Sunday, January 24, 2010

Differentiability Implies Continuity

Good day to all.

Today we studied Differentiability Implies Continuity a property that will help in simplifying the process of deciding whether a function is differentiable or continuous.


(*answer at the end of the post along with citation)


Opening up class today we reviewed Continuity at a point, on an interval, and even in a function. Continuity at a point has three requirements; do you remember them?

1. There must exist a value for f(c)

2. There must be a limit for f(x) at x = c

3. The limit must equal the value at x = c

Continuity at an interval is not far off from that: f(x) is continuous on an interval only if it is continuous at each x value in the interval. And for a function to be continuous it must be continuous for every x value in it’s domain.


We then continued reviewing by covering differentiability. We started with the definition of derivative at a point:

We also reviewed the graphical and physical meaning of derivative, which are the slope of the tangent line and the instantaneous rate of change of the function respectively.

Then, like with continuity we reviewed differentiability of f(x): at a point x = c if there is a derivative at x = c; on an interval if it is differentiable for

every x-value in the interval; and in a function if it is differentiable of each x-value in it’s domain.


After we had reviewed the basics needed for the day we dove into the important information of the day. Definition (from the dictionary on my computer) : syllogism |silə,jizəm| Noun deductive reasoning as distinct from induction. Do you remember these from geometry?

Ex. of the positive: If pajamas are flannel then they are comfortable -- P => Q

Ex. of the contrapositive: If pajamas are not comfortable then they are not flannel -- ˜Q => ˜P

Ex. of the inverse: If pajamas are not flannel then they are not comfortable -- ˜P => ˜Q

Ex. of the converse: If pajamas are comfor

table then they are flannel -- Q => P

Think about which ones of these are true, then look at the mathematical examples and ask yourself the same question.

If function f is differentiable at x = c then f is continuous at x = c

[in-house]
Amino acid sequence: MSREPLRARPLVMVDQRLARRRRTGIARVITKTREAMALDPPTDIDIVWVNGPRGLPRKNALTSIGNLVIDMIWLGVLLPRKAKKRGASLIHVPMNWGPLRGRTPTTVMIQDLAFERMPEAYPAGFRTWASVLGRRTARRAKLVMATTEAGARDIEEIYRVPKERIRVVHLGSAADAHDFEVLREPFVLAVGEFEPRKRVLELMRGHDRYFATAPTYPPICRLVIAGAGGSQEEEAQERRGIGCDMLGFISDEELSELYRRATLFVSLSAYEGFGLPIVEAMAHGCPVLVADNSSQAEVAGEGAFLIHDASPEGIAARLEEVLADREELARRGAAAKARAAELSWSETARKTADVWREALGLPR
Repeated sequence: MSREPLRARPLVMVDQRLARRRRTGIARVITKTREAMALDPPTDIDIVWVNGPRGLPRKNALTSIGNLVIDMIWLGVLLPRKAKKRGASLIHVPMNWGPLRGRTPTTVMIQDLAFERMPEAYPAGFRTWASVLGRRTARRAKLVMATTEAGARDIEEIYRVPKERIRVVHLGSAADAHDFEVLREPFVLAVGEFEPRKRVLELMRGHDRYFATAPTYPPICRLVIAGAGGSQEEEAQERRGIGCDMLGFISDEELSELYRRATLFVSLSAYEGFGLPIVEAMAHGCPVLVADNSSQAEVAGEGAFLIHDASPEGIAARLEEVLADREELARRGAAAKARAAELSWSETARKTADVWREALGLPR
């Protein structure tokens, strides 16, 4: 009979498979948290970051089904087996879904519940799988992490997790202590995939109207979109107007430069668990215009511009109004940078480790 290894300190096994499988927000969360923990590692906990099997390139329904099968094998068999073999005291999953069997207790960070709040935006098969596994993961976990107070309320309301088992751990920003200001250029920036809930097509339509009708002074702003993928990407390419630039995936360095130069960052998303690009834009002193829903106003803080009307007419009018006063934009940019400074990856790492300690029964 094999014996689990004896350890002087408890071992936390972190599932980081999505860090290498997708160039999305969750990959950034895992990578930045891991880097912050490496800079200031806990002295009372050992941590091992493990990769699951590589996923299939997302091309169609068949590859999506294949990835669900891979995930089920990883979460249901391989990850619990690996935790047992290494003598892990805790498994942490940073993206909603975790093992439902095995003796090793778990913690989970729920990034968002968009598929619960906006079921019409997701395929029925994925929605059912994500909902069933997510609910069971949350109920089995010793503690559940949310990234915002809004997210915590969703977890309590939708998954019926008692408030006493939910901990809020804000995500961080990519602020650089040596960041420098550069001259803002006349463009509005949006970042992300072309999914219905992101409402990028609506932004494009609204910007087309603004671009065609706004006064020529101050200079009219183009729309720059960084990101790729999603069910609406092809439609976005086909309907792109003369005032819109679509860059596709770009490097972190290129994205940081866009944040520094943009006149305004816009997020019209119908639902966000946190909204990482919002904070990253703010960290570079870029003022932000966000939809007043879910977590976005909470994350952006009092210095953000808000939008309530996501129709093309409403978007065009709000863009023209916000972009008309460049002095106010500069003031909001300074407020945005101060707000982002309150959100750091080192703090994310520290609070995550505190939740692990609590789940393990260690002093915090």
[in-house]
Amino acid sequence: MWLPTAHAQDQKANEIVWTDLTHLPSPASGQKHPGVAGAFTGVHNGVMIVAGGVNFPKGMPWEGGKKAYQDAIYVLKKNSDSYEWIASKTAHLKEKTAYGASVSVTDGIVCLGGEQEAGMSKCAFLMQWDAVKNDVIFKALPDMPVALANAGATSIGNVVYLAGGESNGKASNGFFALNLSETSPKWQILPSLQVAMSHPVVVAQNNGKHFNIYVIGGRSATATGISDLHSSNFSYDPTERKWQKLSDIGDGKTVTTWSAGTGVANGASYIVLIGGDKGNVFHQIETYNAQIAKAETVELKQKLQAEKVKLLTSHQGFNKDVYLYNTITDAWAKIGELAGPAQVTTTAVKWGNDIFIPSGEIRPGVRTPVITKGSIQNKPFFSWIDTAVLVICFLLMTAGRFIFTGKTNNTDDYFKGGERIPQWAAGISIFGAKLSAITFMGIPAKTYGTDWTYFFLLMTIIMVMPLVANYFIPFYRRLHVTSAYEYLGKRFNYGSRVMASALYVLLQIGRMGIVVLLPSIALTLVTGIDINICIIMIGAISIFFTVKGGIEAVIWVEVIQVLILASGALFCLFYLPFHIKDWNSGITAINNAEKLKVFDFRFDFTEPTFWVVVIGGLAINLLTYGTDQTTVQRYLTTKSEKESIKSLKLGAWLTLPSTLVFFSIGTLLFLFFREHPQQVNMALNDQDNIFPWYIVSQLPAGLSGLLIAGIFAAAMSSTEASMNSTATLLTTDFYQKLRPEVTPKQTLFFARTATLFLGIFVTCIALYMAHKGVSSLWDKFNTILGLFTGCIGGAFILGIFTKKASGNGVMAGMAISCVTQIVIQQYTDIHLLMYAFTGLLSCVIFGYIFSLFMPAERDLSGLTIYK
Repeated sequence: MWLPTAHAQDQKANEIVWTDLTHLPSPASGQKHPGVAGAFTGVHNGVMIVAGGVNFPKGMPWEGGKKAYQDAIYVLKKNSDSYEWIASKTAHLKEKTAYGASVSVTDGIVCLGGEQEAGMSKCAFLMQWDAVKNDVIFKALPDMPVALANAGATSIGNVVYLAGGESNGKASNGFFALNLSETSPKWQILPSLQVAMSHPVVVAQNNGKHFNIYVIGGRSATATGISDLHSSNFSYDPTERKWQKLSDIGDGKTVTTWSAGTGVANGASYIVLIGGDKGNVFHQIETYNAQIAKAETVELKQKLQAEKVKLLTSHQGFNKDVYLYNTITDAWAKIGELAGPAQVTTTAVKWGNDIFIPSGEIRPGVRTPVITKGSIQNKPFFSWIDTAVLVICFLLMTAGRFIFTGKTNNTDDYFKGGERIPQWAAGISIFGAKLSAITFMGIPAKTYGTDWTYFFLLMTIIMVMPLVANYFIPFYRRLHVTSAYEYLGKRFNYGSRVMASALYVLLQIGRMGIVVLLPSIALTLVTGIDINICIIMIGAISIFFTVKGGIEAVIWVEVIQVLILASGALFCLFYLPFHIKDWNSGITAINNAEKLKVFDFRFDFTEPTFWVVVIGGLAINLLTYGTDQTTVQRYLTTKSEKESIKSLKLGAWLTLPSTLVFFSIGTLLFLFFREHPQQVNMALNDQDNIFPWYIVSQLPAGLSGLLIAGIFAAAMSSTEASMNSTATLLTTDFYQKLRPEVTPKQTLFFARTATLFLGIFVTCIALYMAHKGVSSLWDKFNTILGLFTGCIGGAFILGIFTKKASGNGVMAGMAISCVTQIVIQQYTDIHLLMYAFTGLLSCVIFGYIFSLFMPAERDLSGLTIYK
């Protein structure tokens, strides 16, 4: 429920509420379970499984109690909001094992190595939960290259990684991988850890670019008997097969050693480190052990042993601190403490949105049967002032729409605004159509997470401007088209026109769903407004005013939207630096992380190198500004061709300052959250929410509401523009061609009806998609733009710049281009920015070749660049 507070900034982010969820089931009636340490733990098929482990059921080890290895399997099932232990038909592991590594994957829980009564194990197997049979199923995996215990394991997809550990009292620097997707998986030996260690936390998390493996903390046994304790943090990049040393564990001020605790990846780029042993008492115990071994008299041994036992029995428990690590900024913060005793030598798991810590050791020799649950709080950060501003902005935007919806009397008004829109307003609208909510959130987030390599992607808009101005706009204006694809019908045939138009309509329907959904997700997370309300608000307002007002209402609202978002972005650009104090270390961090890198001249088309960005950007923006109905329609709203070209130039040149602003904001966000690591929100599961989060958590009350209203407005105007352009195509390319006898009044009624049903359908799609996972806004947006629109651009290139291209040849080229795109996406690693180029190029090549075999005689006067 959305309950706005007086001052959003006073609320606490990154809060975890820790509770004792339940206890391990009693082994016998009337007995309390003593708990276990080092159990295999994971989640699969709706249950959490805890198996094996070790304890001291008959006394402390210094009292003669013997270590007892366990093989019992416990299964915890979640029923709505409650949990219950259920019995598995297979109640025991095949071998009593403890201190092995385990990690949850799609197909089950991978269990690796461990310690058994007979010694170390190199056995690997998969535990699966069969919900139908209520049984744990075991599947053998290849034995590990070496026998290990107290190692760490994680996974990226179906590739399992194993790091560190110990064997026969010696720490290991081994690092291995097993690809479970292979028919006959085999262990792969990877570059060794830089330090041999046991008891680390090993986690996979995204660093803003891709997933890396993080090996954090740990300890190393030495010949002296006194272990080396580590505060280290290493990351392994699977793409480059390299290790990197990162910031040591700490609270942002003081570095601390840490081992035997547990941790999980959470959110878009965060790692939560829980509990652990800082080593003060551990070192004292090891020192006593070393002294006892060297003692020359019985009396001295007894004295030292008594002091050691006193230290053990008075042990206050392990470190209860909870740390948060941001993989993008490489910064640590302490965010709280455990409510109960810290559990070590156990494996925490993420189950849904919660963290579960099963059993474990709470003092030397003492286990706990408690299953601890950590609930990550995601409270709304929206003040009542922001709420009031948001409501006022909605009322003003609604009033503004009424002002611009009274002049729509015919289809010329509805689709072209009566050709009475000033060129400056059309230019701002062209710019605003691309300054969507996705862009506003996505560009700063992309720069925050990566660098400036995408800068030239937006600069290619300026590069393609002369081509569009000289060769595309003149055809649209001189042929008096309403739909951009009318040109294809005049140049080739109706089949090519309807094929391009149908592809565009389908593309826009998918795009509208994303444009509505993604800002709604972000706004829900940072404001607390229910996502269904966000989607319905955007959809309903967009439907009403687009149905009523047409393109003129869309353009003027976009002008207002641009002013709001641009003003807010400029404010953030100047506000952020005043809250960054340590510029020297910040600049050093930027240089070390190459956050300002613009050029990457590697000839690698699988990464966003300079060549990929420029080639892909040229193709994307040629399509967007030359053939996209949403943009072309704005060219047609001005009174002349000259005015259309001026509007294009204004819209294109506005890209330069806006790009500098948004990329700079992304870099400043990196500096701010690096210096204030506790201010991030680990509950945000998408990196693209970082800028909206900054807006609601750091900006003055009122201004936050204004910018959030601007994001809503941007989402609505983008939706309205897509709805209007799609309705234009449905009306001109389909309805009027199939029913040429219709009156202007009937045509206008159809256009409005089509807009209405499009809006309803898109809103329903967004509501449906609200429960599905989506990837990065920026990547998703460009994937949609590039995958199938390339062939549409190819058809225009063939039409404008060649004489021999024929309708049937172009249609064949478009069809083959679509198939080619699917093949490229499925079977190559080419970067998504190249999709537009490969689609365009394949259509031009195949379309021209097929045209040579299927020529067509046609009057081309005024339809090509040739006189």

Ex: just think of any continuous line, and

it’s derivative

If the function f is not continuous at x = c then f is not differentiable at x = c

Ex: any sort of discontinuity, leap, and infinite, removable… will fill this example

If the function f is not differentiable at x = c then f is not continuous at c

Counter Ex: a cusp is continuous, but not differentiable. The reason it is not differentiable is because there are infinite different derivatives at a cusp.

If the function f is continuous at x = c then it is differentiable at x = c

Counter Ex: again a cusp fits this counter example because it is continuous, but has infinite tangent lines, and thus is not differentiable.

Take a look at these graphs, Blue represents that a function that is not continuous is not differentiable. the reason that this is not continuous is because of the step, the limits from the two different sides are different, thus there is no limit, and it cannot be continuous. The red represents a cusp. The cusp is continuous, there is a limit, and a value, and they are equal, but it is not differentiable because at the cusp there are an infinite number of lines tangent to the tip of the cusp.

On a side note, the easiest way to graph a cusp is to use the absolute values, for example: y = |x| + 1 would be a V-shaped graph with a y intercept of 1. To make it negative you can just add a negative sign in front of the absolute value sign because that will flip the whole thing into the negative.

And what we draw from that experience is that:

Differentiability implies Continuity